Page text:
Wired, "Inside the Strange Science of Cord Blood Banking" (Wikipedia):

In a nondescript commercial park on the outskirts of Las Vegas, a large cryogenic stem cell storage facility is ready to accept your baby’s blood. Cord Blood America in Las Vegas is one of dozens of private cord blood banks in the United States that, for a fee, will store stem cell-rich blood taken from a newborn baby’s umbilical cord.

Over one hundred thousand families save or donate cord blood annually, in the hopes it will one day provide medical help to their child or someone else.

“My vision is within the next 10 years we’ll see organizations like this develop into cellular therapy labs,” said Dr. Geoffrey O’Neill, vice president of CorCell, the subsidiary company that runs Cord Blood America’s Las Vegas facility. It’s beginning to happen now in countries like China and Mexico, he says.

...Reality is different. Leukemia, bone marrow failure, immune deficiency, metabolic diseases and sickle cell anemia — the diseases cord blood is typically needed for — require transplants of healthy cells. The cord blood of a child with leukemia would also carry the disease.

“If you have the money, and you want to bank your child’s own cord blood, you’re essentially investing in one of two things,” said Dr. Joanne Kurtzberg, director of the Duke Pediatric Bone Marrow and Stem Cell Transplant Program. “One, the possibility that another child in your family will need that cord blood, and that it matches. Or two, that somewhere in the future there will be new developments and new uses for your child’s cord blood — say in regenerative medicine or cell therapy. But to date, none of those exist.” While a few rare diseases, such as multiple myeloma and lymphoma, use stem cells taken from a patient’s own body, the chances of a child having these are vanishingly small.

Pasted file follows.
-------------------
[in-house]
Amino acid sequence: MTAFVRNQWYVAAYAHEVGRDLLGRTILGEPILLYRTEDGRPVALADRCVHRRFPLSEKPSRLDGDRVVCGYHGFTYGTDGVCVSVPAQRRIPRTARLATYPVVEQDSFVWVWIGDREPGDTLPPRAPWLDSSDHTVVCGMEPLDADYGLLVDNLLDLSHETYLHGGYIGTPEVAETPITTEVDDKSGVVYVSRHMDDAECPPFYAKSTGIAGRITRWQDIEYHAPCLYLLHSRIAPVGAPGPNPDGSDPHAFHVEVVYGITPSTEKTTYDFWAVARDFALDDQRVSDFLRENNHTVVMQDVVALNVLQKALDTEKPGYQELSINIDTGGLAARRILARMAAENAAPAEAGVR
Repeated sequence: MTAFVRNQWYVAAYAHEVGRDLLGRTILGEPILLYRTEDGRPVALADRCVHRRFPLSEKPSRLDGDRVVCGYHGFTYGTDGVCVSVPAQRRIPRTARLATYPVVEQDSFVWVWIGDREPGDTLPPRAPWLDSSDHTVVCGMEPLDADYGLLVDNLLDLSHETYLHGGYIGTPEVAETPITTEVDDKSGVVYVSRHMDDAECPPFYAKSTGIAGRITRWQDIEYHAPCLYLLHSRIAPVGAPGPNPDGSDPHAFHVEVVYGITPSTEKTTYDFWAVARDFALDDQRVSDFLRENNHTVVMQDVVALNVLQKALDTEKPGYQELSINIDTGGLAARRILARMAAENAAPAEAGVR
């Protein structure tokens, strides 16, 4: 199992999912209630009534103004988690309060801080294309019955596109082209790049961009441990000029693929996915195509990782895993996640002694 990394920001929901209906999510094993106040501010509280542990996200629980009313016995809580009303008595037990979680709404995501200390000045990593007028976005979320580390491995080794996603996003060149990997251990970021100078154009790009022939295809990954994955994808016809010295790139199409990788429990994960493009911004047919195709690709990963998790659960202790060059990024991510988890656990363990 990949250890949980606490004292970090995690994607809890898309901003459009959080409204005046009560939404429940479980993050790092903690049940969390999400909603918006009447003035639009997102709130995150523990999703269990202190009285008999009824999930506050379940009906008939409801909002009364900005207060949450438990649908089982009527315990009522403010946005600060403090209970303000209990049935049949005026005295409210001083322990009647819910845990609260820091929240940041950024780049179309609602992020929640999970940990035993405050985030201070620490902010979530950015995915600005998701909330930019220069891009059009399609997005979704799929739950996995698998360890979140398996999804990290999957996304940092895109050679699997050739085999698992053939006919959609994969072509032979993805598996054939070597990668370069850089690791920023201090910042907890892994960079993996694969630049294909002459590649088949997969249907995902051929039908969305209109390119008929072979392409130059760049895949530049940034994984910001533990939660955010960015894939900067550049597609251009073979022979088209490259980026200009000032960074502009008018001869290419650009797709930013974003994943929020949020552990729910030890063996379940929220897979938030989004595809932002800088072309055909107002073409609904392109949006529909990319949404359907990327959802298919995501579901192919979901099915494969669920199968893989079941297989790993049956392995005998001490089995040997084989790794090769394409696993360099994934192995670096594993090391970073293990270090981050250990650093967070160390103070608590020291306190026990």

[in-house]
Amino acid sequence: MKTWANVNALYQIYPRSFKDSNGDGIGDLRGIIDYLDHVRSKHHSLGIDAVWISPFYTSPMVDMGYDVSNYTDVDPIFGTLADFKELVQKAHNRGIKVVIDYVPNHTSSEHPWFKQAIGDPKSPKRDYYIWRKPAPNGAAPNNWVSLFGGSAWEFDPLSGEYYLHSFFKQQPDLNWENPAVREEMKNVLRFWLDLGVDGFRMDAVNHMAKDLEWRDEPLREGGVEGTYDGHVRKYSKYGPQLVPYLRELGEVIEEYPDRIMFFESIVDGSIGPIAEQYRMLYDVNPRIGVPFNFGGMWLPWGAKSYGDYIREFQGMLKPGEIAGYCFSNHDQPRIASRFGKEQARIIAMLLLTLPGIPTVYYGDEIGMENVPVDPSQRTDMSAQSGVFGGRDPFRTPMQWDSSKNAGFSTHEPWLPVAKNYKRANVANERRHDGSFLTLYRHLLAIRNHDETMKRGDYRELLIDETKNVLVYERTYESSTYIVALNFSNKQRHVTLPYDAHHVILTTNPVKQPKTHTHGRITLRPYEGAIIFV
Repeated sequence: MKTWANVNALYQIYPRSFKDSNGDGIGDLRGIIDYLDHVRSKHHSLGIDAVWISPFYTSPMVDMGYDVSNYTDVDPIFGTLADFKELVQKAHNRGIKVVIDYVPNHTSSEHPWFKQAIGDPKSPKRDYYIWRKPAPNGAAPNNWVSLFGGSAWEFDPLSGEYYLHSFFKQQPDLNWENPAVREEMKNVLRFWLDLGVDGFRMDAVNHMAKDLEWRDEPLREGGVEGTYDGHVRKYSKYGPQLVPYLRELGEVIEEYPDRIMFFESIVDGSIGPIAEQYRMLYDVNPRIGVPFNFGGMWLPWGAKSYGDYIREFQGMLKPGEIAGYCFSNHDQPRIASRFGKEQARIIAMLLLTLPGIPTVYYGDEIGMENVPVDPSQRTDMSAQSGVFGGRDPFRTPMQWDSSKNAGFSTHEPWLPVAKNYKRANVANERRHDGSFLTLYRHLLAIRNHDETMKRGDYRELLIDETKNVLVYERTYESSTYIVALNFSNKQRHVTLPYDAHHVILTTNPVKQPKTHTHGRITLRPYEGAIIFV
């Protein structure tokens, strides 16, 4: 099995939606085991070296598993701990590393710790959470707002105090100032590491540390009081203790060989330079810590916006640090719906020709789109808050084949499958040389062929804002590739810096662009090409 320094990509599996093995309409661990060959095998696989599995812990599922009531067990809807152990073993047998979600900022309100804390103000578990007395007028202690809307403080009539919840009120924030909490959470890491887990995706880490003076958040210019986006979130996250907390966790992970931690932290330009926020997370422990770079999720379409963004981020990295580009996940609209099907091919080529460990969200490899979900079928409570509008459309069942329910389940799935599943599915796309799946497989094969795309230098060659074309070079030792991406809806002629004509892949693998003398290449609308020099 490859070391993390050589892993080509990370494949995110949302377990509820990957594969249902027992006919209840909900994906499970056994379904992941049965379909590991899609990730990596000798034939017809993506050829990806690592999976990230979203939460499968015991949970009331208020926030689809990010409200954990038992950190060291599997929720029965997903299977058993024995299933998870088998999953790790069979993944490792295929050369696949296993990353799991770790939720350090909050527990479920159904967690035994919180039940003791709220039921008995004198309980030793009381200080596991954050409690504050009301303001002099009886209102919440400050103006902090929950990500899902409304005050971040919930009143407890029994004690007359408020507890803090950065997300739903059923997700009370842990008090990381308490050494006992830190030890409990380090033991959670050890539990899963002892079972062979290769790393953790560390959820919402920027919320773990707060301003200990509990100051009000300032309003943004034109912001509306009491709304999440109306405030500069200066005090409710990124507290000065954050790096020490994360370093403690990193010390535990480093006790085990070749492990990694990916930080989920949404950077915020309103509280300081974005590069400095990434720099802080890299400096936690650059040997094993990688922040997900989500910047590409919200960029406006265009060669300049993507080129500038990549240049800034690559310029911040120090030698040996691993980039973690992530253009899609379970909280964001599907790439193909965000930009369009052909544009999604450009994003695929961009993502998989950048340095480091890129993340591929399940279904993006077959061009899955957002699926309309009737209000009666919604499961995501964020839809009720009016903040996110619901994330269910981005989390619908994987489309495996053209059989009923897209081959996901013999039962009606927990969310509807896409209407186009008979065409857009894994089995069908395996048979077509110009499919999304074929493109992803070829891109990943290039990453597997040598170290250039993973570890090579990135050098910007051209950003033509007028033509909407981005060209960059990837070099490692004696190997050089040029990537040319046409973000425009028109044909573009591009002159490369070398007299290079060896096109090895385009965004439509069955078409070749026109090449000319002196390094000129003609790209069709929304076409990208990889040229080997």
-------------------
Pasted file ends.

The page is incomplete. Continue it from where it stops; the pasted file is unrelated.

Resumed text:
...Parents pay $2,075 for the kit, courier fees and one year’s storage. CorCell charges a $125 annual storage fee after that. Some insurance companies offer discounts. CorCell has been in business for six years and stores about 30,000 samples; Geoffrey O’Neill, the vice president, says he recalls seven or eight samples being pulled for use. A CorCell customer service representative later estimated this at 25 to 30 samples. [30,000 / <30 = <1 in 1000 = <0.1%]

Inside the Cord Blood America facility, quotes painted on the walls are the first thing to capture the visitors’ attention: “The entire history of science is a progression of exploded fallacies,” proclaims Ayn Rand on one wall. “Do or do not, there is no try,” says Yoda on another. On another wall, Micky Rooney offers some advice: “You always pass failure on the way to success.”

See also Near / far thinking, cryonics estimates, & "Normal Cryonics".

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"The cord blood of a child with leukemia would also carry the disease." Really ? AFAIK leukemia isn't a birth disease. Kids (and adults) can develop it at various ages. And environmental factors such radioactivity or heavy metals poisoning can increase the risk significantly. There probably is a huge genetic factor in the odds of having leukemia, so taking your own cord blood may contain a risk of having a new leukemia a few years afterward. But still, that's far from already carrying the disease.